- Acting of Lead Performers
- Acting of Supporting Cast
- Music Score
- Title Sequence
- Historical Importance
- Would You Recommend?
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What a curious thing this is
A Carl Laemmle Super Production tout the opening titles. The very odd thing about this version is that it completely excises all portions of the drama having to do with race. While this may have helped the film to be released in many parts of the country in 1929, it markedly cripples the narrative. What we are left with is the long and troubled relationship between Gaylord and Magnolia and a version of Julie who is just another white girl. You can lip-read Magnolia near the end singing "Can't help loving that man of mine", but the dramatic scenes in which we learn of the complex relationships between the black and the white characters are lost. There are a number of extremely curious oddities along the way including Magnolia performing identified as a "Coon Shouter" and, inexplicably in this version, a "The End" title identifying it as a Metro Goldwyn Mayer picture. But maybe it's a good thing that this version failed as it did. If it had not, we might not have ended up with the excellent 1936 version from Universal with truly outstanding actors, including the real Helen Morgan, Paul Robeson, and Hattie McDaniel. Oh and let's not forget a great director in James Whale. Funny thing is, my daughter took a course at college about the American musical theater in which the instructor absurdly attempted to prove that Show Boat's racial attitudes (essentially those of Oscar Hammerstein) were malignant in intent. I'm proud to say that I raised my daughter right. She dropped the course after those first lectures.
TCM movie version of Showboat (1929)
- Jack Werner
I just watched (November 19,2013) the Loving the Classics release of the 1929 version of Showboat. Being a banjo player I was aware that it followed the plot of the Edna Ferber book (1926) of the same name which it did. For instance Capt. Hawks dies in the Mississippi River in a storm and Magnolia is correctly played as a banjo player who "sings old time negro melodies learned on her fathers showboat." (She plays guitar in the 1936 version which is unquestionably a better movie. All the later versions are poor representations) Unfortunately due to nitrate decomposition there is a good 15 minutes of missing sound of Laura Laplante making the audience "weep" as she plays her banjo and sings songs. The film is obviously from Turner Classic Movies film vault and it is not their fault they have a copy that has problems. What really needs be done is the earth should be scoured for a good copy and the film given a good restoration like the work the Vitaphone Project has done for the MGM Vitaphone shorts. Easy to say as I am not paying for it. Looking around on youtube I found some film footage of Aunt Jemimah singing with the original Zigfeld Broadway cast. Properly restored the movie would play much better and be a lot easier to watch. It deserves better treatment rather than remain a partially "lost" film. The film music is characteristic of the late 20's which is also another interesting difference from the later versions.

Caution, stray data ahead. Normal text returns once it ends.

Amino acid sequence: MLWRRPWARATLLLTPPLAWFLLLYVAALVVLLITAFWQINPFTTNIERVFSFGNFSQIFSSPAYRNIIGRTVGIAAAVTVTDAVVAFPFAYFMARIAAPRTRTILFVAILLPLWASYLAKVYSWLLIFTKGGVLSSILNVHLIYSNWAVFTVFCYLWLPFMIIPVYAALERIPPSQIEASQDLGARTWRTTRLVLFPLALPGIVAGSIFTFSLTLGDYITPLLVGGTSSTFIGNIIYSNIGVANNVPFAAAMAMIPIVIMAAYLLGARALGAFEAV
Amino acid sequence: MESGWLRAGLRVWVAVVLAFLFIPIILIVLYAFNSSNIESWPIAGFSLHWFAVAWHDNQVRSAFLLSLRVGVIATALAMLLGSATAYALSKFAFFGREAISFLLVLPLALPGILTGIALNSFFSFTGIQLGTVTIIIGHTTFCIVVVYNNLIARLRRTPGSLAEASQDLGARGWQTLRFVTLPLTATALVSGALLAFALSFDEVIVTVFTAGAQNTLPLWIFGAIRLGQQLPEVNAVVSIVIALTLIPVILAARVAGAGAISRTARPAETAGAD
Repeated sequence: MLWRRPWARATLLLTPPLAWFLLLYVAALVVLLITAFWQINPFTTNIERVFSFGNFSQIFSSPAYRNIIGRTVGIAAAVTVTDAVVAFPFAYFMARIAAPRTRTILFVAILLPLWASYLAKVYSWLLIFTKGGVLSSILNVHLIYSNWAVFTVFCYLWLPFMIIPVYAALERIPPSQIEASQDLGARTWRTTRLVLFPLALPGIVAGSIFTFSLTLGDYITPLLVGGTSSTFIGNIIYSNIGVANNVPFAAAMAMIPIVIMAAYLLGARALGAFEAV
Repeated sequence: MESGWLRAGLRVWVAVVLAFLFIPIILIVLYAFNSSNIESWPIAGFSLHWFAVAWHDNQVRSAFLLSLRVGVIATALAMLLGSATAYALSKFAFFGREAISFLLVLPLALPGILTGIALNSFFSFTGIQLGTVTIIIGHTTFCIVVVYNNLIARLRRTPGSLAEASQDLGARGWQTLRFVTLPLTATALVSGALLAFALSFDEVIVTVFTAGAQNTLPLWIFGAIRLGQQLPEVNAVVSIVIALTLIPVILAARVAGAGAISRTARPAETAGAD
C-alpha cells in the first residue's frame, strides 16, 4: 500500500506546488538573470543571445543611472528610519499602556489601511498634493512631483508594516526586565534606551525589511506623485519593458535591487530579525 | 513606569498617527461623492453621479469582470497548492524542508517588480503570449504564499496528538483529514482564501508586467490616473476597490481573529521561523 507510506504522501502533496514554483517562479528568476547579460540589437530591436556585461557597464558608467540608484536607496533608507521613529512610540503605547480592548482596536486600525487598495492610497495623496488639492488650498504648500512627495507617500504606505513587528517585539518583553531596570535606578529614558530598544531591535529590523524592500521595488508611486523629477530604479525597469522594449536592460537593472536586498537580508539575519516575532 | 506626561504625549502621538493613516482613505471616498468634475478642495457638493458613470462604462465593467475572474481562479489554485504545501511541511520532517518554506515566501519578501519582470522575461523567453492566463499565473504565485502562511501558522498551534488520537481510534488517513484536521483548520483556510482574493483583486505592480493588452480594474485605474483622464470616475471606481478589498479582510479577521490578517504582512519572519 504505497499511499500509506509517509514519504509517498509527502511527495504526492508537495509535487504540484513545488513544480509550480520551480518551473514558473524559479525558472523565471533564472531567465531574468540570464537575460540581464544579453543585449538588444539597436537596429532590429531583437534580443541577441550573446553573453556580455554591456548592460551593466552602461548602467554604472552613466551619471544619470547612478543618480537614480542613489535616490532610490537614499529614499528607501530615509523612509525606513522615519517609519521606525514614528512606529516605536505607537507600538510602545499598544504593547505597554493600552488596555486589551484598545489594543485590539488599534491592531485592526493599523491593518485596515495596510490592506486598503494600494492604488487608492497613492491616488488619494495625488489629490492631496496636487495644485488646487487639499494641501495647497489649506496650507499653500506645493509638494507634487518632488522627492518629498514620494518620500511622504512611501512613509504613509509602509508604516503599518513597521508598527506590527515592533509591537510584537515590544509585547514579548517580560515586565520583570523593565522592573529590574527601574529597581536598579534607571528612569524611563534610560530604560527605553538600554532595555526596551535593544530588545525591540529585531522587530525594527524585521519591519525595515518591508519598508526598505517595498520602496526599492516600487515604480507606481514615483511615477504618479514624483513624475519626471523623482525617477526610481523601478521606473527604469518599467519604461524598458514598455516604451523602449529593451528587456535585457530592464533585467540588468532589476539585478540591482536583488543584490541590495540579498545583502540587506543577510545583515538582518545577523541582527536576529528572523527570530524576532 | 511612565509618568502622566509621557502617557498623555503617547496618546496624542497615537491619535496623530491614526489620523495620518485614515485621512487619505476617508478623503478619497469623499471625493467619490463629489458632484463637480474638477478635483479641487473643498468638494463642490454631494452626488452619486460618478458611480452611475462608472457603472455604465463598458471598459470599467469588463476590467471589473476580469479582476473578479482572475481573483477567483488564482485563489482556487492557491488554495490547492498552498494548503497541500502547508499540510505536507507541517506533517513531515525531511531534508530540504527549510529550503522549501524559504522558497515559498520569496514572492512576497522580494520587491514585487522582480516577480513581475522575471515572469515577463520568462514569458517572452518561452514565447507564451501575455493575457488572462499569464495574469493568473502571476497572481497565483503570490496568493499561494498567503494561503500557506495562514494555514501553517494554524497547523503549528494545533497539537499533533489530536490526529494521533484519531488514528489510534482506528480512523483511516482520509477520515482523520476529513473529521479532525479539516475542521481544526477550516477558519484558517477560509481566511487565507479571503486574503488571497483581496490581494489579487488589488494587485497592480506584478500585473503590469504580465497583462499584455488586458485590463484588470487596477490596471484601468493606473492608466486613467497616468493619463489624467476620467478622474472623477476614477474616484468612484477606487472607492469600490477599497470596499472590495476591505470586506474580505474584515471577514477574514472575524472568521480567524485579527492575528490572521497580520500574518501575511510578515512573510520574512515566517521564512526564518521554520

Where's Kern's music?
It's startling how little of Kern's music made it into the movie, even as background. There's some classical snippets (Tchaikovsky, I think) and some generic silent movie-type themes, but so many scenes would have benefited from the Kern melodies.There's a selection of Kern's music and Hammerstein's lyrics during the opening "overture" but during the film there's just a little bit of "Old Man River" here and there. No "Make Believe" "Can't Help Loving that Man," or even "Misery's Coming Round" which could be the theme of the entire movie.I'm glad I saw it for its historical significance but there are a lot of missed opportunities here. Maybe TCM could re-score it for us, and would do a fine job, I'm sure.
First Film Verions of Ferber Classic
- Paul Frobose
Filmed in 1928 as a silent, this production by Universal was withheld from its projected release and some songs from the stageplay were added along with selected bits of dialogue. The results were far from satisfactory, but the film is noteworthy for its high production values and excellent location photography. Filmed on the Sacramento River (not the Mississippi), the director utilized several working riverboats decorated with 19th century gingerbread and billowing smoke from false smokestacks. The costumes were excellent, and the many locals hired as extras were used convincingly. Director Harry Pollard may not have been the best choice for this vehicle, but he manages to capture scenes of river life and does an effective job in creating the laconic Southern atmosphere. The decision to add the dialogue and soundtrack rather than scrap to whole production gives this film the rare disctinction of being a "part-talkie." But putting the major musical numbers strung together in the extended prologue underscores the patch-work nature of the soundtrack, and the pasted-together feeling of the film. Joseph Schildkraut looks like a cad, but fails to be convincing as the gambler Gaylord Ravenal. Laura La Plante uses her limited thespian talents to modest success, but it is the tragic Alma Ruebens who is most moving as Julie. Despite its flaws, the film has merit, and should be viewed for both its importance as the earliest filmed musical, and because of its fine cinematography. The river scenes are much more prominent in this production than in the two later remakes (1936, 1951). It is easy to tell that Allan Jones and Howard Keel are both on studio sets in these later vehicles. The extensive use of location photography and the authentic riverboats in Pollard's production easily surpass niversal's 1936 remake, and the technicolor 1951 MGM version.